There’s an easy way of making a good child into a criminal, and that’s by making him/her (but usually him) feel like a criminal. You can start slowly with a regular frown or a shake of the head. Very soon you’ll start to expect the worst, prejudicing every new day. It works so gently and deeply that very soon the child fulfils your worst predictions.
That’s the slow method. MacArthur High School, near Dallas decided to fast track. Ahmed Mohamad is a geeky fourteen year old who dabbles in the occasional invention. These include home made radios, robots and go-karts. Last Tuesday he made a bomb. SORRY, a clock I mean. Easy mistake. He brought his home made, very clever, clock in to school to show his engineering teacher and was shortly afterwards detained by five police officers.
His headmaster threatened him with expulsion if he didn’t write a statement. The young inventor ended the day in a youth detention centre. Arrested for doing the sort of thing that was lauded in the 1980s. From Hasselhoff to Tom Baker to Ted Rodgers; you weren’t anyone in the 80s without a techno sidekick.
Geekery was an essential part of family TV/Film viewing. Why has something that was the bread and butter Third Character for Spielberg become the Scary-imaginary-terrorist with circuit boards? Were the 80s nerds really as innocent as we think?
Before we can say ‘I can’t see without my glasses!’ let’s go waterboard memory lane and see what information we can extract.
Data from The Goonies was all-aggressive nerd and proud of it. Frankly, ‘Pincers of Power’ sounds like just the sort of premeditated evil plot a non-Caucasian might come up with.
Short Circuit. An unattractive robot called Number 5 goes (A)Wall-e, after being invented by lady nerd, Ally Sheedy . He’s rude, hateful and a sexual predator. He goes on a driving spree, making ladies with pushchairs have to dive out of the road. It’s advertised as PG. Where exactly is the parent expected to start guidance with this one?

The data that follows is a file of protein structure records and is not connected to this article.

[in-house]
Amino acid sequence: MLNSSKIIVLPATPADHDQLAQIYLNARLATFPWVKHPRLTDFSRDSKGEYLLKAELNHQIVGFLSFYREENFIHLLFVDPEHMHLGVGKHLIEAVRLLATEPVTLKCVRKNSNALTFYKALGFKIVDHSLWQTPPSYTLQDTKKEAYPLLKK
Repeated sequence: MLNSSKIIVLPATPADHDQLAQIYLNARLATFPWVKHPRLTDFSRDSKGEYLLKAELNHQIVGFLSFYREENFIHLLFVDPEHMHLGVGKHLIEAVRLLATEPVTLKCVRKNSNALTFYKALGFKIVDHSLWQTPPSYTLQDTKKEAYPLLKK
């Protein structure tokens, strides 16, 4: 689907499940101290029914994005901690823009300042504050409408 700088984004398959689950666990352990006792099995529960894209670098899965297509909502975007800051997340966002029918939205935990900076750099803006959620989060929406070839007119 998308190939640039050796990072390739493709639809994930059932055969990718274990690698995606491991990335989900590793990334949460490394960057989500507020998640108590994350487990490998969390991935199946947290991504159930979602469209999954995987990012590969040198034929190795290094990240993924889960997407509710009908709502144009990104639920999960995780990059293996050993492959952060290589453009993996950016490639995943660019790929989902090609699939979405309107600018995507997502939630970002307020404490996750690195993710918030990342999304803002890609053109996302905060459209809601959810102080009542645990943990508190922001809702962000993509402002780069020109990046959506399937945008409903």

There was a moment in time when all films had at least one Jim Henson alien puppet. This is true in The Flight of the Navigator, a tale of an irritating ten year old who is ill-advisedly kidnapped by a robotic optic nerve attached to an eye-ball. The child learns to fly simply to carry out some kind of spiritual mission. Well, we heard that one before.
In the strangely neo-feminist age of the 80s it was ok to ‘create’ the ‘perfect female’, the way hipsters create craft beers these days. In Weird Science, two teenagers use a floppy disk to create Kelly Le Brock. Straight to the detention centre with you!
While we’re at it: Brian – what are you really up to? You’re in the maths club, the Latin club and the physics club, AND the Breakfast Club? As Bender says: Brian is both demented and social. In fact, I think that the after-plot for Brian is a massive mental breakdown and a ‘Bowling for John Hughes High School’ type of incident.
Bonus: The entire plot of the A-Team (a highly skilled crack commando team of renegades, bomb drunk after Vietnam, now permanently on the run from law enforcement) is that they terrorise small Appalachian villages by bursting out of chicken sheds in modified vehicles. It is incredible that there was a time we condoned this sort of terrorism through tech – especially when the female A-Team nerd mysteriously vanished after just one season.
It’s too early to know if Ahmed will allow the subsequent invitations to Google and Facebook to smudge away the obvious nasty little stain on his self-esteem. I hope he can use his nerderey for the good of human understanding, as his situation makes so clear is needed more than ever. Now he just needs a team to join, a group of teenage investigators from 1985 maybe? Now to build a time machine – first you need a little plutonium….